Cruel jibes aimed at sufferers of disease

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NEARLY half the people suffering from Parkinson’s disease in Wigan borough experience some form of discrimination because of their condition.

Research by the Parkinson’s UK charity found that sufferers feel uncomfortable or nervous when out in public in fear of being accused of being drunk, to being verbally abused in the street.

The plight of sufferers experiencing such problems has prompted a new support group to be set up in the borough to help Parkinson’s sufferers.

Wigan and Leigh District Support Group of Parkinson’s was founded in February to provide sufferers and their families a base to discuss the condition.

They say they want to “banish” the stigma which is attached to the condition.

Parkinson’s UK say sufferers in the borough are being subjected to “intolerable” levels of prejudice and discrimination by institutions, members of the public and even their own friends.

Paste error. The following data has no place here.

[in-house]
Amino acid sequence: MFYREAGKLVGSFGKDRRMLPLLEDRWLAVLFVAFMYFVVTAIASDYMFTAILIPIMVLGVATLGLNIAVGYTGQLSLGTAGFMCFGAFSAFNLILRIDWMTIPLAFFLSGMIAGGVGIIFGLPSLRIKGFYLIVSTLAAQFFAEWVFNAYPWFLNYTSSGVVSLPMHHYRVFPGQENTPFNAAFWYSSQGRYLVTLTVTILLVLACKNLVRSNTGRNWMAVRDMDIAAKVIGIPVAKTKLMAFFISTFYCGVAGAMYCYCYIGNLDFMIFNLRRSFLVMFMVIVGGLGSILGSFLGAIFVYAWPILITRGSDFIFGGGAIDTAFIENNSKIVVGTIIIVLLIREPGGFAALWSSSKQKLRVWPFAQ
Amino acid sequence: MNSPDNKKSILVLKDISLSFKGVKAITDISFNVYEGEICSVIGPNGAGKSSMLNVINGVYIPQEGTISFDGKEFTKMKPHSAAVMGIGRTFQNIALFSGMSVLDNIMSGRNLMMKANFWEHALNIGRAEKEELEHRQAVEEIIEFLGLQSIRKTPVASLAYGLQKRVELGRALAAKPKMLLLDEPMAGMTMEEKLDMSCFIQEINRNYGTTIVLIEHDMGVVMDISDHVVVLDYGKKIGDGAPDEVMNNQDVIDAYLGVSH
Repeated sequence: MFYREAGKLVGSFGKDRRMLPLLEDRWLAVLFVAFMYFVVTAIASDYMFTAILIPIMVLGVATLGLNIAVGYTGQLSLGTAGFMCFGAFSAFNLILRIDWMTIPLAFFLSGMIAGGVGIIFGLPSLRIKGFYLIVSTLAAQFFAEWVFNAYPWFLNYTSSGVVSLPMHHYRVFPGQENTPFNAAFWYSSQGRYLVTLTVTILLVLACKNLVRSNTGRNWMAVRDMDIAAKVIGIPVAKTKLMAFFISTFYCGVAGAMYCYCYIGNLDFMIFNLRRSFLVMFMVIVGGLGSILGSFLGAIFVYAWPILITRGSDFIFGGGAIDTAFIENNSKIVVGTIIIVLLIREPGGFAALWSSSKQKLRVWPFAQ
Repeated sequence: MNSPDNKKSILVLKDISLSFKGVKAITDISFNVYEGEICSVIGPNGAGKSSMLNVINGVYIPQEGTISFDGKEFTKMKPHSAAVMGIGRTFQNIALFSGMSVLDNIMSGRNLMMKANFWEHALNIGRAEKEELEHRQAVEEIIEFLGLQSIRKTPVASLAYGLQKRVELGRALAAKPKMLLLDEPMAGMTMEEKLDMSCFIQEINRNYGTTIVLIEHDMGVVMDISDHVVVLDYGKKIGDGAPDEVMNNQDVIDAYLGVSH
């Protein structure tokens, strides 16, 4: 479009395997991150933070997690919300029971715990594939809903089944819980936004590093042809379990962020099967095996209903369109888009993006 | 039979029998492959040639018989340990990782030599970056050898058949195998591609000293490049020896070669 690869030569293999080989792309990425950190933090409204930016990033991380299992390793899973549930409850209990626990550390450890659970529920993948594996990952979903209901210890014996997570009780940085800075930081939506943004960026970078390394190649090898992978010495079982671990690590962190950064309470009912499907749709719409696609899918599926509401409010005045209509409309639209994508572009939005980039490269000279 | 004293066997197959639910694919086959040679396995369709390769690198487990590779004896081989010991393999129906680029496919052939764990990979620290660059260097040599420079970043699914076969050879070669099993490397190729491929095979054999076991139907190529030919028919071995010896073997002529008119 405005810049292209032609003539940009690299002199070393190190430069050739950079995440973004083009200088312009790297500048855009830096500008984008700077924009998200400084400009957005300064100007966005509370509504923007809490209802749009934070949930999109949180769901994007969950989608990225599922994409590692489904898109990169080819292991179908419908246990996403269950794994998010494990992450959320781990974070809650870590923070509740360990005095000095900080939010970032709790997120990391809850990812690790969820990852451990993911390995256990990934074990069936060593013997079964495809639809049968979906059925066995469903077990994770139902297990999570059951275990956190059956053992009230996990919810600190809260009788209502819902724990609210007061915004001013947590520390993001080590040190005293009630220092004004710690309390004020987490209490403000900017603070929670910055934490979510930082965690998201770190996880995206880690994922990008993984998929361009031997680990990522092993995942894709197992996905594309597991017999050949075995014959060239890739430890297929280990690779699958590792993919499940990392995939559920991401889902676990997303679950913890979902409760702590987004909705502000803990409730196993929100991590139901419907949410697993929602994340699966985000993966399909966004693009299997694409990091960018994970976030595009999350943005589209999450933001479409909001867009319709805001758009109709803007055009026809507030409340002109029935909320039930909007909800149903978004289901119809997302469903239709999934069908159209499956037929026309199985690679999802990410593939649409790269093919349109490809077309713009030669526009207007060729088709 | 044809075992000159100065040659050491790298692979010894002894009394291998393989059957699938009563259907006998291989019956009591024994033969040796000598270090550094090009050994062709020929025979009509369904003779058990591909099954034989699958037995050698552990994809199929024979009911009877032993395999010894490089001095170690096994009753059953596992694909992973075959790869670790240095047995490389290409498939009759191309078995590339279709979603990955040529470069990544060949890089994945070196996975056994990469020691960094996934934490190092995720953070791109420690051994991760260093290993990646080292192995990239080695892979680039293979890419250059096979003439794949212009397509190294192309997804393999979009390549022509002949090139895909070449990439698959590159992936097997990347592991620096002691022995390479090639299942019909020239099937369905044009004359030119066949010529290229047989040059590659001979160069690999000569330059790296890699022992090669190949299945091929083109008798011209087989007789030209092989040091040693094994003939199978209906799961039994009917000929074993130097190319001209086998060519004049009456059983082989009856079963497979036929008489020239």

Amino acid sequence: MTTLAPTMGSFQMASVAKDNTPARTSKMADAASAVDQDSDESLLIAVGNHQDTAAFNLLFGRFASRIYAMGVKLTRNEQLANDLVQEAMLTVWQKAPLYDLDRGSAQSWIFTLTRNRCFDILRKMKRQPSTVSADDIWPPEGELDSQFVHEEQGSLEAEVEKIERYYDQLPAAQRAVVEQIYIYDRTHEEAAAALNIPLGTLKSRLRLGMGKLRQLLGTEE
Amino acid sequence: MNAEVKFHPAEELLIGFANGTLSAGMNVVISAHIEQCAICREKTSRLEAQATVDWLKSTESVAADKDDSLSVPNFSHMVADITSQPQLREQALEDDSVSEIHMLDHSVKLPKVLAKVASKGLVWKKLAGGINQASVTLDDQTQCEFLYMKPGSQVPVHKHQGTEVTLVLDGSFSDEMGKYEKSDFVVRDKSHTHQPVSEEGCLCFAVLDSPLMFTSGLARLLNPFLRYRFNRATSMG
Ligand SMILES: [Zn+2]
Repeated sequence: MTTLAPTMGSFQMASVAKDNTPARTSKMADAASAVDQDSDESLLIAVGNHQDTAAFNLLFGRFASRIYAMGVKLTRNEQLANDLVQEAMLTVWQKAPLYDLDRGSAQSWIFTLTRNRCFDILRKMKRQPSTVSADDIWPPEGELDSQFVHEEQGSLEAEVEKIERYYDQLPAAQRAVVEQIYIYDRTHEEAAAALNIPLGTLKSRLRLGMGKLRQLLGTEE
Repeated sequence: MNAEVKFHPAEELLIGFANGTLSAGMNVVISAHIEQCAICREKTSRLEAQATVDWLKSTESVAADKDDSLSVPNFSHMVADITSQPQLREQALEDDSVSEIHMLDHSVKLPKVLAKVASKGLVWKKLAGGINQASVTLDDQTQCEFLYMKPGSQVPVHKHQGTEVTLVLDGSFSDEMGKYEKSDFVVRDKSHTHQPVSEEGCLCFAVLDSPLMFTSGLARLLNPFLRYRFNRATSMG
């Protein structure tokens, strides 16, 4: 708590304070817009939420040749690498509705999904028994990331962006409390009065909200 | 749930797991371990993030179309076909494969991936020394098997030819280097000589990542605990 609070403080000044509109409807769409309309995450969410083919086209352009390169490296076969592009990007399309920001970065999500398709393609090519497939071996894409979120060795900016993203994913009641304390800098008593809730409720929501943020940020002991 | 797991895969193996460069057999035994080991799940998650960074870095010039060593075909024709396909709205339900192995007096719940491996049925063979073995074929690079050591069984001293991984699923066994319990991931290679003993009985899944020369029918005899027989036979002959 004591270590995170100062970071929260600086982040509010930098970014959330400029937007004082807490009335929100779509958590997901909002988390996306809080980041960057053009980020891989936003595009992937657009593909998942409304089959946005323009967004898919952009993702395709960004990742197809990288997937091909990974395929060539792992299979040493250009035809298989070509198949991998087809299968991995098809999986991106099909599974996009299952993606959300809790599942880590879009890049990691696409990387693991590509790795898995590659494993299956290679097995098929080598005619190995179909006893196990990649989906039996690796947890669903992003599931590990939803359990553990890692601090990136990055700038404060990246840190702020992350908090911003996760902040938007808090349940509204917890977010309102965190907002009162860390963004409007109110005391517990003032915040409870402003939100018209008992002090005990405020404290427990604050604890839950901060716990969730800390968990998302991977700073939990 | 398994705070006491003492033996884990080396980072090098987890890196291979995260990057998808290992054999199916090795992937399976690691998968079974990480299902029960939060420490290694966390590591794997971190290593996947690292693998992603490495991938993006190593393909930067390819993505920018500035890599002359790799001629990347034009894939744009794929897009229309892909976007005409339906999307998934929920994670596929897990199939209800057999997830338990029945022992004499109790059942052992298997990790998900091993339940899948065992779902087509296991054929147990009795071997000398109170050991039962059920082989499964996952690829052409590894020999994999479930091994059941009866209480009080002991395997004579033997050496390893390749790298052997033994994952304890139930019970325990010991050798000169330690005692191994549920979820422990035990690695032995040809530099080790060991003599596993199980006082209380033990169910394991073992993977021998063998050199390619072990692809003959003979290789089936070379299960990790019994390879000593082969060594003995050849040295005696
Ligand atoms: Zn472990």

Over one in five people living with Parkinson’s have had their symptoms mistaken by the public for drunkenness, while 10 per cent have experienced hostility or have been verbally abused.

Steve Ford, chief executive of Parkinson’s UK, explains: “Life with Parkinson’s can be challenging enough, but when that is coupled with feeling scared to even go out in public for fear of freezing in a busy queue and being tutted or stared at, as over half people we spoke to do, life can feel incredibly cruel.”

For information on the support group contact Jean Donagain on 07847471640.